Take Advantage of Doubles
Some recording engineers will have multiple takes or doubles of the lead vocal. You can take advantage of those instead of creating a parallel track.
You can heavily process the vocal doubles and leave the original lead vocal with minimal processing.
So, you’ll use the double to make sure that the vocal cuts through and that every syllable is audible throughout the entire song.
This technique works well when you’re working on a dense mix or if you’re mixing a bad vocal recording.
Just like parallel processing, blend the vocal double(s) so that they’re more felt than heard.
Control Vocal Breaths
When you’re doing vocal parallel compression, the loudest peaks will be squashed and the quieter parts will be increased in volume.
This will also bring up vocal breaths, and in most cases, they’ll be annoyingly way too loud.
You may need to bring down those vocal breaths for a better and cleaner sound.
You can manually bring them down by automating the clip gain (pre-gain) or use tools such as the iZotope Breath Control plugin.
This will help you reduce or remove distracting breaths between words and phrases. There are other companies such as Waves who also produce great plugins that’ll help you control vocal breaths.
You’ll also need to do some manual gain automation because I’ve realized that these plugins do miss some of the breaths.
You can choose to remove them completely or reduce them, that’s just a matter of taste. Just make sure that they’re not too loud to a point where they annoy or distract the listener from enjoying the song.
EQ The Parallel Track
Another issue about parallel compression on a vocal is that it can sometimes amplify problem frequencies. It may bring up the room sound, mud, harshness, or any other unwanted frequencies.
In some cases, you might need to use an EQ to reduce problem frequencies. While in other situations you’ll need to boost certain frequencies to help the vocal to become present in the mix.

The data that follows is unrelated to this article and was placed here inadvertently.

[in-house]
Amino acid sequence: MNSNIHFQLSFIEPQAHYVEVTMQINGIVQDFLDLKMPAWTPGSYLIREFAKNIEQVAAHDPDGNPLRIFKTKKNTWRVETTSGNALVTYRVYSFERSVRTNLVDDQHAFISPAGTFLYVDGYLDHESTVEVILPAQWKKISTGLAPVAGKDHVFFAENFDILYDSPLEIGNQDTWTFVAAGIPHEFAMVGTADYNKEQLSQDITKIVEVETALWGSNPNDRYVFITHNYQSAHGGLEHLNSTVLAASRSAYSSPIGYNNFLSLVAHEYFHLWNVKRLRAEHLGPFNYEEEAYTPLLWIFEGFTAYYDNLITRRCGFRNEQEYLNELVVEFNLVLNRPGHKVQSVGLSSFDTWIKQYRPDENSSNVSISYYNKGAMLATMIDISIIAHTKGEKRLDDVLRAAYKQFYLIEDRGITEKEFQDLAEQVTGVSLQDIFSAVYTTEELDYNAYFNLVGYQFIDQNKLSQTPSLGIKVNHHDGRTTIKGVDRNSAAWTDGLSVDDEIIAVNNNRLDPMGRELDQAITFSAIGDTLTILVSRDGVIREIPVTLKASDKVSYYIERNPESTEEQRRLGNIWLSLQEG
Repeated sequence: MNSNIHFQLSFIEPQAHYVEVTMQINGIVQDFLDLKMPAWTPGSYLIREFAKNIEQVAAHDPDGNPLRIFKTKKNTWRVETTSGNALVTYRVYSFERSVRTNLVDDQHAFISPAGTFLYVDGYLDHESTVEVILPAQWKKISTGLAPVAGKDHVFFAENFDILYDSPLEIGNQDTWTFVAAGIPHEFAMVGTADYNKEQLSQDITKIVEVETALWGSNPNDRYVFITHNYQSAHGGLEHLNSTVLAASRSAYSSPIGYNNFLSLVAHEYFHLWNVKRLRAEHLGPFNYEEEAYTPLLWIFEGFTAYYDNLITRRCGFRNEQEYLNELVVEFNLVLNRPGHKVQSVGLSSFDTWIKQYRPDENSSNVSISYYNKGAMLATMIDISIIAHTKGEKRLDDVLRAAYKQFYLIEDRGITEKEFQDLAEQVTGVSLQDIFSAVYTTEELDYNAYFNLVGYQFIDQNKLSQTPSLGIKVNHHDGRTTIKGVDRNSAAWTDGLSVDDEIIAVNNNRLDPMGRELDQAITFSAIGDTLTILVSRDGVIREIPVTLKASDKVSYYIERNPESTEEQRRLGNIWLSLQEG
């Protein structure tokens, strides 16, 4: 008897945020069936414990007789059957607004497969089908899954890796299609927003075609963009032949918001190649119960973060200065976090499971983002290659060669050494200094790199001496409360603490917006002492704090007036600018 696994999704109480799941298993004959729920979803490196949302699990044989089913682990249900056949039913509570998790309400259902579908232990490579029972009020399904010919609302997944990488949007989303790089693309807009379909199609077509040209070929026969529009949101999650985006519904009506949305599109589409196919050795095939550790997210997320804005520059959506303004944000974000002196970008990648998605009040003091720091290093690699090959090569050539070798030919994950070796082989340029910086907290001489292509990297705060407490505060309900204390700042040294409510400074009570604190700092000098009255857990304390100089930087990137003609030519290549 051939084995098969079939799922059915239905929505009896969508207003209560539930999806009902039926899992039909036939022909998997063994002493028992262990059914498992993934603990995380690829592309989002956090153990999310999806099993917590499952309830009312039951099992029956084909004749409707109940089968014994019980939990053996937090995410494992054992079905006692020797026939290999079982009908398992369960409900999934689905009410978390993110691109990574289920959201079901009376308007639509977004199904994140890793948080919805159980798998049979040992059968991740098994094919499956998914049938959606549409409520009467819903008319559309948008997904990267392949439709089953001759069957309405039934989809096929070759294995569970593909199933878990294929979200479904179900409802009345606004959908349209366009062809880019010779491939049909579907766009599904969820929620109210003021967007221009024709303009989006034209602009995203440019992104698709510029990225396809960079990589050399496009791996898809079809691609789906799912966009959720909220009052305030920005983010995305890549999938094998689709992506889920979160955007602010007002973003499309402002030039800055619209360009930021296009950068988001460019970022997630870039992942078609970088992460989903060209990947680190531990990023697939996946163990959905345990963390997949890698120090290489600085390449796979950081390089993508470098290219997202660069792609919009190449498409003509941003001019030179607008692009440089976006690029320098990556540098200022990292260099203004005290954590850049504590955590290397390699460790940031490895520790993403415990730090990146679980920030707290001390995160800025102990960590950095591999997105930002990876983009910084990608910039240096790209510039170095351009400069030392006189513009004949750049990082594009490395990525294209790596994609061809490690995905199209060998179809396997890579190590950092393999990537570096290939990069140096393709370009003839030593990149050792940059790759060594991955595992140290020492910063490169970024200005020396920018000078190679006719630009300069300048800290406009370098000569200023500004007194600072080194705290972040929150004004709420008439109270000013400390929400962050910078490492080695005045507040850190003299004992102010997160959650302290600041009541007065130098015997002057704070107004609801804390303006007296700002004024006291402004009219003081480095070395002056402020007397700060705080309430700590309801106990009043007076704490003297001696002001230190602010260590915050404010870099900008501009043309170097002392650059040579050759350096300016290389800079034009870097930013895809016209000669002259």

You may also find that the vocal is sounding too thin so you’ll need to boost frequencies to add some warmth to the vocals.
This happens mostly on a female vocal. A boost in the bass frequencies (80Hz to 200Hz) will make the vocal sound warmer and thick.
Just make sure that you don’t bring up any rumble or sub frequencies (80Hz and below) that can usually cause more problems and create clutter in the low-end.
So, use EQ to help the parallel vocal track fit the mix without messing up the clarity of the mix or bring up any unwanted frequencies.
It is also wise to use a linear phase EQ to avoid adding any phase distortion.
De-Ess The Parallel Vocal
As I’ve already mentioned above, hard compression will bring up some unwanted stuff such as background noise, breaths, etc.
One other problem with hard compression is that it may bring up vocal sibilance and harsh frequencies.
Sibilance is piercing frequencies caused by consonants such as S, F, SH, Z, C, and X. If these are not well-controlled they’ll make the vocal sound harsh and piercing.
These are also called “esses”, that’s why the tool to control them is called a de-esser. Obvious, right?
De-essing is the method or process used to reduce or control these harsh sounds.
You can reduce them by manually automating the clip gain on the parallel track or by simply using a de-esser plugin.
If you choose to use a de-esser plugin, at least manually automate the de-esser settings to make sure that the plugin catches all these “esses”.
Remember, a de-esser is a tool, so it can never be 100% accurate.